Pilot PI: Dr. Alice Bonner
Title: Patient-centered Outcomes in Communicating Knowledge and Enhancing Transitions (POCKET)
Dr. Bonner’s study Exploring Self-Management in the Transition from Hospital to Home is a small methods development project that looks at the impact of an integrated care model for patient and family engagement on improving outcomes in transitions between hospital and home. It focuses on a predominantly low-income African American patient population at a community health center and incorporates community-based participatory research methods to better understand patient and family preferences and concerns.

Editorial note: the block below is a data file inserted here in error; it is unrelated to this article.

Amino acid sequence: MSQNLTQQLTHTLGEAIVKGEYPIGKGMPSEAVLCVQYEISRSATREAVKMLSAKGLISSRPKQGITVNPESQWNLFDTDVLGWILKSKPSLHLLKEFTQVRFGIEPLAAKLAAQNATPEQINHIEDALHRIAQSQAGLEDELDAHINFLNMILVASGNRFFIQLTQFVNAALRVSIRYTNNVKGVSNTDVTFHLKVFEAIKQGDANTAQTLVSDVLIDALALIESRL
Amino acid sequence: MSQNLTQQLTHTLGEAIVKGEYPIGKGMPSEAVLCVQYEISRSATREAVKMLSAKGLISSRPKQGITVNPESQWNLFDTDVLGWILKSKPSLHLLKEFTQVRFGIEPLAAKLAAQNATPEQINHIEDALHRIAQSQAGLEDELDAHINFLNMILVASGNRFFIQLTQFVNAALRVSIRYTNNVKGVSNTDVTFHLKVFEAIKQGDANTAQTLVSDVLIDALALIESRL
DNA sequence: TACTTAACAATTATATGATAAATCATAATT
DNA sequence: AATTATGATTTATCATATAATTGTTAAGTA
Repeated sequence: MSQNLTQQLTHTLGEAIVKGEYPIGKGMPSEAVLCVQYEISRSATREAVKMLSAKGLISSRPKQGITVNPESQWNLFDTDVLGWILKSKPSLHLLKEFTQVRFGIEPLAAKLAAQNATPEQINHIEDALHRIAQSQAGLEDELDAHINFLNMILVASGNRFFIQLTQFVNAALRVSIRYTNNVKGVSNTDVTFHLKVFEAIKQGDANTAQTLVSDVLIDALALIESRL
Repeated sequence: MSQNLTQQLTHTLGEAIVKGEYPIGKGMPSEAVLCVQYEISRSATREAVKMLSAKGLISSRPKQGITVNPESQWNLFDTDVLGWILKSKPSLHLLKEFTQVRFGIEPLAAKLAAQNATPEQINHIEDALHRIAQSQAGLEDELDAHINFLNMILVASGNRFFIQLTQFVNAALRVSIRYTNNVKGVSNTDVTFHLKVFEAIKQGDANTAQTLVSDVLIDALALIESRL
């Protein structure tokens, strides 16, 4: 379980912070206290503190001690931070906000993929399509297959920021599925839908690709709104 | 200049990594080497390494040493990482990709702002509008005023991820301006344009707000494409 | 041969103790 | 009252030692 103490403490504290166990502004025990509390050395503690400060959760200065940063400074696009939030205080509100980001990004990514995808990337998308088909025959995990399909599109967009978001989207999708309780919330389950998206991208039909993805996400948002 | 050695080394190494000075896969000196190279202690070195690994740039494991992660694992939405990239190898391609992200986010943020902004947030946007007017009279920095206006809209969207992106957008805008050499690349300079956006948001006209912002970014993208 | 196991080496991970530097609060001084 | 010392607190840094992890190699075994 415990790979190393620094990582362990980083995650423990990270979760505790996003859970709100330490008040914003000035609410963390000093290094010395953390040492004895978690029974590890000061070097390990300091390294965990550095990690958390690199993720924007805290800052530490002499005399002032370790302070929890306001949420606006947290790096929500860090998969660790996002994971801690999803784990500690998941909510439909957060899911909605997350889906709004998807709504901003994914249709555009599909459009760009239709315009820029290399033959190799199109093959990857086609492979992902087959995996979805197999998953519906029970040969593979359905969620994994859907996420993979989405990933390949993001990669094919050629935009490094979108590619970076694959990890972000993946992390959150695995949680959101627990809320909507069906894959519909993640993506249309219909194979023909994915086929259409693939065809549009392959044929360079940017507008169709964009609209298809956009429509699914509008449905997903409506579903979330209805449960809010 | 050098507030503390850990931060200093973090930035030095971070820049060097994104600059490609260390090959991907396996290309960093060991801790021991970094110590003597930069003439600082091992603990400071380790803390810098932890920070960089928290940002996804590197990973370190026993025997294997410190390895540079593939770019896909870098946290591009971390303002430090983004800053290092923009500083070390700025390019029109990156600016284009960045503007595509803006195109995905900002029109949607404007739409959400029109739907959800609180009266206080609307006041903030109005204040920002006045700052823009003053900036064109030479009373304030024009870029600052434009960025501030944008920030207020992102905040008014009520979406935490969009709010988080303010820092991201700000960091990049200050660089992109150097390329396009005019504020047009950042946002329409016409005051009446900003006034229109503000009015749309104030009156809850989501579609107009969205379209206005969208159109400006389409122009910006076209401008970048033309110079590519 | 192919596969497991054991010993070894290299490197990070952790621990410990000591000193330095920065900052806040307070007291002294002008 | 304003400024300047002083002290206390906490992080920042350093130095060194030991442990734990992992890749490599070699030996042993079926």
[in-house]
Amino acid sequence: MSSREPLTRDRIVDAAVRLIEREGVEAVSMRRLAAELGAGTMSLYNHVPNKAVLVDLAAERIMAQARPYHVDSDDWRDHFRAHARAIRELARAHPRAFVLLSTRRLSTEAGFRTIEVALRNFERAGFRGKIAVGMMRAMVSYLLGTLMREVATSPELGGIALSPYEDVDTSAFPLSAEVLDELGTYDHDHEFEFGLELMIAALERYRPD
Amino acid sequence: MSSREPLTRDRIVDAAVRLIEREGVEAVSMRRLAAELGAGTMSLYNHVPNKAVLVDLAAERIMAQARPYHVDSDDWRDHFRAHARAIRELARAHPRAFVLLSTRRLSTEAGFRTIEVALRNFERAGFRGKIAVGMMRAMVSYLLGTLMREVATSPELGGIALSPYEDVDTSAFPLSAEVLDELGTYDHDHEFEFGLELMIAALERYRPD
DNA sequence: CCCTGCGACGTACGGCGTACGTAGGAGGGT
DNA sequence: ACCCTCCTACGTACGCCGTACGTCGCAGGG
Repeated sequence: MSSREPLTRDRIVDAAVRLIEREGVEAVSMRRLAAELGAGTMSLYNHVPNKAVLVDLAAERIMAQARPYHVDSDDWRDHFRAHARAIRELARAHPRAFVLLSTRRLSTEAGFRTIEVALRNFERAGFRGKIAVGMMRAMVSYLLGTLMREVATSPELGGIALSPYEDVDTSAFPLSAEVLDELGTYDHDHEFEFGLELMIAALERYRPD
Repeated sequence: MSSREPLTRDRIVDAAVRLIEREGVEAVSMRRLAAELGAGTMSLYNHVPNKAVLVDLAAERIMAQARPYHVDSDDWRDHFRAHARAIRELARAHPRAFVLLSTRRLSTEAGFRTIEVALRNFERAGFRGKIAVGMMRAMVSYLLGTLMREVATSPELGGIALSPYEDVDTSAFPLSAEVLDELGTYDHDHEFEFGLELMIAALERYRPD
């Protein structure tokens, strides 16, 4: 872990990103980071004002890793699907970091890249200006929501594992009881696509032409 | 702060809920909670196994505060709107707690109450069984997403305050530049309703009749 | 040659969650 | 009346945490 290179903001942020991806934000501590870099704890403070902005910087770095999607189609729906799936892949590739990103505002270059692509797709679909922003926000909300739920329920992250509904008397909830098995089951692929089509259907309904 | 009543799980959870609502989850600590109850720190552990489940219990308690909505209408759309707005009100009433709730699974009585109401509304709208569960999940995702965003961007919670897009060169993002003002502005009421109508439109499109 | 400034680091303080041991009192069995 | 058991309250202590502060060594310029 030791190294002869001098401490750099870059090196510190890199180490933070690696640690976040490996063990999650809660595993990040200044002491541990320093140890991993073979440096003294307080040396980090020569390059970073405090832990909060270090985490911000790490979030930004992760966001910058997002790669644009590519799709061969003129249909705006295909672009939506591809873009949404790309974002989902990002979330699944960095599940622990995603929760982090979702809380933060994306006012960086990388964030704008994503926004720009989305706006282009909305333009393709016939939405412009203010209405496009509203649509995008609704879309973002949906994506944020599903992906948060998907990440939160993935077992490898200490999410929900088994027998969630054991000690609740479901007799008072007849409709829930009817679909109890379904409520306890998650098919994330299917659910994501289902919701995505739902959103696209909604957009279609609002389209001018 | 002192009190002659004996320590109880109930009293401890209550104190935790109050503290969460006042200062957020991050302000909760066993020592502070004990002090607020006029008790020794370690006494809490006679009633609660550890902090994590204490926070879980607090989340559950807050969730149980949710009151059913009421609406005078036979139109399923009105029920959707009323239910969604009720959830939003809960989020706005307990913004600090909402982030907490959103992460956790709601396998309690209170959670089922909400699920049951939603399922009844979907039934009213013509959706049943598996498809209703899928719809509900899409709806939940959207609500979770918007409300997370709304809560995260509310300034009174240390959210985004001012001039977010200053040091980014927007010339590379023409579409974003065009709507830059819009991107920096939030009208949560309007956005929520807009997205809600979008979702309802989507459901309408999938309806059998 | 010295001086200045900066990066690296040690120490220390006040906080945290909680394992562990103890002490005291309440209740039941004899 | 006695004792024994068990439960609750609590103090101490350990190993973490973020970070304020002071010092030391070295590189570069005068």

The Program of All-inclusive Care for the Elderly (PACE) is an innovative health care model that provides high-quality care to nursing home eligible seniors with chronic care needs within their own communities. Numerous studies have documented the impact of fragmentation in care during transitions, resulting in higher than expected hospitalization rates and negatively influencing patient outcomes. PACE strives to improve care transitions and reduce avoidable readmissions and fragmented care through enhanced care coordination and care integration. This study explores methods to enhance the engagement of seniors and family members and improve self-management during transitions from hospital to home. With input from participants, families and staff, we will test the usability of recommendations for a new transitions coaching toolkit for self-care/self-management at Upham’s Corner Health Center PACE Centers in Boston. We will conduct focus groups and key informant interviews of participants, staff and caregivers in order to explore experiences around care transitions, including facilitators and barriers to effective care. We will also examine health care utilization based on rates of hospitalizations, ED transfers, SNF transfers, and time to nursing home placement. Information gathered will be analyzed using qualitative methods and will form the basis for recommendations related to how these PACE centers can enhance care transitions, information exchange and the use of technology in self-care/self-management of complex, dually eligible individuals. Our main goal is to provide recommendations for future quantitative methods and more extensive program evaluation building on these findings.